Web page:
Subsequent jurisprudence has borne this out.  Federal Circuit courts have upheld restriction after restriction on types of weapons, where they may be carried, and persons who may possess them. This post is not the place for a full exposition of these constitutional restrictions, but they are many – and can be found in an excellent and recent November 2017 report by the Congressional Research Service (available at that accurately explains these developments in great detail. It should give heart to any ardent gun control advocate (I count myself as one) that gun control is doable, and constitutional if done well.

Gun supporters too often wrongly cite the Second Amendment as some sort of magic talisman without making or supporting policy arguments. We saw all too tragically in Parkland that the oft-made argument that a “good guy with a gun” is not a solution. Without here drawing any conclusions regarding whether the officer in question did or did not act properly (despite the rush to judgment about him by some), the fact remains that he was there, with a gun, but did not prevent or even mitigate the events. Moreover, turning our schools and other public places into armed camps has its own set of issues. The Wild West is not a desirable ideal.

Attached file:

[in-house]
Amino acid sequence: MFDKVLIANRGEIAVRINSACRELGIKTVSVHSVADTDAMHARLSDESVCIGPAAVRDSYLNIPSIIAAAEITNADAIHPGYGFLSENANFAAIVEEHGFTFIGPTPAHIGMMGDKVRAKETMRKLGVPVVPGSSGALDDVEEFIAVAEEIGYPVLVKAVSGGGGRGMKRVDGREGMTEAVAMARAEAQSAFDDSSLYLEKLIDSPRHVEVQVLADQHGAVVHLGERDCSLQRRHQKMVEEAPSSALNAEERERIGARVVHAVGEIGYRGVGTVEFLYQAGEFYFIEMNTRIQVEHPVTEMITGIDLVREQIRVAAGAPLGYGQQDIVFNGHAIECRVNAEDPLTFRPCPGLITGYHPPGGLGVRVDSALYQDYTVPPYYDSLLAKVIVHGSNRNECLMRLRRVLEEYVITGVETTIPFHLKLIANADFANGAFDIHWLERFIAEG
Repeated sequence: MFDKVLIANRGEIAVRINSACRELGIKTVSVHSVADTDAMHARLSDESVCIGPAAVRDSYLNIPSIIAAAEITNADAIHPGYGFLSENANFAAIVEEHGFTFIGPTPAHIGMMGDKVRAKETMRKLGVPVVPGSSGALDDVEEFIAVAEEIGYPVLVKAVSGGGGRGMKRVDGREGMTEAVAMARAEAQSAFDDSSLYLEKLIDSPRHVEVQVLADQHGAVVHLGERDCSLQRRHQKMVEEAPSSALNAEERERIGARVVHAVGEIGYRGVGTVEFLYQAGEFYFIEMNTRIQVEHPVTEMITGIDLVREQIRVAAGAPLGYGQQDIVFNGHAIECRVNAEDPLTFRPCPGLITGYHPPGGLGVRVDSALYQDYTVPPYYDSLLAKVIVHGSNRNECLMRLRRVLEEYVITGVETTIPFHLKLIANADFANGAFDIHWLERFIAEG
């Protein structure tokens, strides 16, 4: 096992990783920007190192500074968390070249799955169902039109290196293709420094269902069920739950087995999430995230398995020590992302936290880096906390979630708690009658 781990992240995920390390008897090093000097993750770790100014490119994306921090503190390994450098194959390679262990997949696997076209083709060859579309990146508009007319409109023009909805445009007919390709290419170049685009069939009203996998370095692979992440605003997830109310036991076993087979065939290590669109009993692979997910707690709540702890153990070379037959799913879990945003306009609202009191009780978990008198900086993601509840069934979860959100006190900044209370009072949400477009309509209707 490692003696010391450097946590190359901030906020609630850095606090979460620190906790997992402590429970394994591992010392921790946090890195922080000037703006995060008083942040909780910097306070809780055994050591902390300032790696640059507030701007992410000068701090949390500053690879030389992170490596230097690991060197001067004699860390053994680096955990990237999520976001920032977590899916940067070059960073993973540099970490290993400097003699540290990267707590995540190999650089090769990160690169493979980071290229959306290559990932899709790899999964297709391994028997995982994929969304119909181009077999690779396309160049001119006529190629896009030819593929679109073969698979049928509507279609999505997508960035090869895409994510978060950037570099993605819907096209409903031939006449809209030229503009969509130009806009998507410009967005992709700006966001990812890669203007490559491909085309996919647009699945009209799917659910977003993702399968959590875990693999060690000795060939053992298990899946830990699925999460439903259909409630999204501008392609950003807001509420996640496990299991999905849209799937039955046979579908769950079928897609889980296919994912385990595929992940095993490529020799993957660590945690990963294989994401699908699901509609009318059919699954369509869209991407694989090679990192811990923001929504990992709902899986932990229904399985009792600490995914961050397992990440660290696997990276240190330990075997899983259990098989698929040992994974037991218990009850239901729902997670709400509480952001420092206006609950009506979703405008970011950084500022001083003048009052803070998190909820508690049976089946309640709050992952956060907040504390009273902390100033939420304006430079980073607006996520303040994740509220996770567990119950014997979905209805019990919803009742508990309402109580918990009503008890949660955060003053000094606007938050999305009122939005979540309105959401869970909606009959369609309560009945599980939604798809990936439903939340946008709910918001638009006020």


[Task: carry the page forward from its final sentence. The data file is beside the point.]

Yet anti-gun advocates too often dismiss, and often even oppose, the other side’s points about the impact of mental illness and other conditions. Mr. Cruz is only the latest, and perhaps most blatant, example of a disturbed individual who had no business possessing any kind of weapon, much less an assault rifle. The failure to report him to the NICS system is as much to blame for this tragedy as the failure to outlaw AR-15 weapons. But Congressional partisanship continues to make the perfect the enemy of the good – a desire to get everything rather than incremental beneficial changes. Both sides of the aisle, for example, continue to delay action on the “Fix NICS” bill, with some Democrats insisting that they want more action on banning more weapons while some Republicans seek to tie its passage to allowing concealed carry across state lines. Both sides are wrong – the bill should stand on its own merits.

This failure is not new. The Sutherland Springs Texas church murderer, former airman David Kelly with a history of disqualifying behavior, also should not have had access to legal weaponry but was never reported to the NICS system.

Gun supporters point out that banning AR-15 weapons or raising the age limits for purchasing weapons would not have prevented some of the mass shootings: the Fort Hood shooter was military personnel with access to weapons, the Virginia Tech shooter was 23 years old and used handguns, and so on.